Just last November, California voters experienced a bracing novelty — a handful of competitive state assembly elections — after decades of blatant gerrymandering in which the legislature drew lines that lopsidedly favored the party in power or willfully protected incumbents on both sides of the aisle. One big reason for the change: a bipartisan citizens redistricting commission created by a statewide ballot initiative to govern state electoral boundaries and later expanded to cover congressional seats. No longer are districts here tailored to protect friends and family — as they infamously were 35 years ago when the late Rep. Philip Burton, a Democratic power broker, engineered a congressional district for his brother, John, that included parts of four counties and was connected in some places only by waterways and rail yards.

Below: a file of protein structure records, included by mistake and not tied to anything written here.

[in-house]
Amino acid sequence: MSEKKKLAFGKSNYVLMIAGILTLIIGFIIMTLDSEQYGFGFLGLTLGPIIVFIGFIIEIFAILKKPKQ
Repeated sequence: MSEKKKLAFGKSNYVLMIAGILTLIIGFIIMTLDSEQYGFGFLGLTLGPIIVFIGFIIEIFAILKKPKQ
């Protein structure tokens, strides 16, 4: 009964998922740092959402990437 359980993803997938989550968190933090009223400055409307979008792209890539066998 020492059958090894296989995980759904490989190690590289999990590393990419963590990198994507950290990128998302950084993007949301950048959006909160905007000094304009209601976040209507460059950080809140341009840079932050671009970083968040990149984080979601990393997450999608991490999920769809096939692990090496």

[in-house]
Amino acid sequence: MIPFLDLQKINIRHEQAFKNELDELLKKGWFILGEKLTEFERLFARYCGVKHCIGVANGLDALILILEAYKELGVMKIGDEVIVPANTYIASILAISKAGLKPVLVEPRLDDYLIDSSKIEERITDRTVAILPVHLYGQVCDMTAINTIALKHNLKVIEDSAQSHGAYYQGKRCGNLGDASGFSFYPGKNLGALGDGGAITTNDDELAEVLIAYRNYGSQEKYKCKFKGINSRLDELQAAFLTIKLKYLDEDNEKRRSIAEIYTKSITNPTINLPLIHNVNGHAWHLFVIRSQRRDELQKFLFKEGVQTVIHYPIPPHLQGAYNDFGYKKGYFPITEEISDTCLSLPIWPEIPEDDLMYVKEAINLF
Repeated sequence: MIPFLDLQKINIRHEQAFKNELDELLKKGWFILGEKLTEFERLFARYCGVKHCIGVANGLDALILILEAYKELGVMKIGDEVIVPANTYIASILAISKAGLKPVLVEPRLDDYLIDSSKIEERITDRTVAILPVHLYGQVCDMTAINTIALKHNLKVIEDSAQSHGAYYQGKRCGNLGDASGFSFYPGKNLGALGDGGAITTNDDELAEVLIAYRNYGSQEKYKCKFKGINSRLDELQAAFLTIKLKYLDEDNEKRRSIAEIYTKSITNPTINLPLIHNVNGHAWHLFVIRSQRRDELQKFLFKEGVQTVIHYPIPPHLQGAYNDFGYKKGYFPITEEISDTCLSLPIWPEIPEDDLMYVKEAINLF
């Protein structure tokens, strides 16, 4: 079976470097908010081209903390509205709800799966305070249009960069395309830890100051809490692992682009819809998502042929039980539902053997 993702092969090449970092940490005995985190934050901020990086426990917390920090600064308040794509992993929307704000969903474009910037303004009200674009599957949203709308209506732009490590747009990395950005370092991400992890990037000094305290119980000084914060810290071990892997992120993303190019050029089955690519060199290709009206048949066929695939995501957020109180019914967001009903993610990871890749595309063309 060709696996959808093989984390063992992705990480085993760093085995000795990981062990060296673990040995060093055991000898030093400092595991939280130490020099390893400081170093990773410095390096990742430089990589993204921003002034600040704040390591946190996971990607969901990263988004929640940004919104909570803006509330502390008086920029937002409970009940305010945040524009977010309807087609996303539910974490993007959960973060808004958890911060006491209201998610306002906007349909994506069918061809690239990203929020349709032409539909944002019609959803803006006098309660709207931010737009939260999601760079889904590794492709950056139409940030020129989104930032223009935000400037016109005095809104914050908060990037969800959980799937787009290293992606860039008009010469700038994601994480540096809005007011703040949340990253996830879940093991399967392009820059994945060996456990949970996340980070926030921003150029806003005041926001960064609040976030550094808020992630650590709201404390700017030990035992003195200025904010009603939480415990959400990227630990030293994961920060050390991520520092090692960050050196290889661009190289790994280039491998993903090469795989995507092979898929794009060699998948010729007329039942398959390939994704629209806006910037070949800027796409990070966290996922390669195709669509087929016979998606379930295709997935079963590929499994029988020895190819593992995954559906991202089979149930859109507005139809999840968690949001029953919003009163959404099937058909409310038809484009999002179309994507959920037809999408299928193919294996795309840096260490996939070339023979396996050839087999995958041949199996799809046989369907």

But California’s modest gains — along with various electoral reforms in more than a dozen other states — would be at risk if the Supreme Court rules in favor of a little-publicized suit brought by Arizona’s state legislature, which is seeking to invalidate a similar redistricting commission that drew the most recent congressional boundary lines in that state, on the grounds that it violates the elections clause of the Constitution, which grants state legislatures the power to set the “times, places and manner” of congressional elections. The court is set to hear oral arguments in the case on Monday.
“For entrenched political interests around the country, it would be the biggest New Year’s Eve of all,” if the court backed the legislature, said Michael Waldman, president of the Brennan Center for Justice at New York University Law School, which has been following the case closely and filed a friend-of-the-court brief on behalf of the Arizona commission.
Hyperpartisan redistricting has been widely condemned by political experts of both parties as one of the principal contributing factors to the current dysfunction of Congress. The issue has been the source of such bitter wrangling that in 2003, a group of Democratic Texas state senators fled to New Mexico for more than a month in an attempt to block a vote on a districting plan that favored Republicans. So the Arizona case has the potential to be explosive.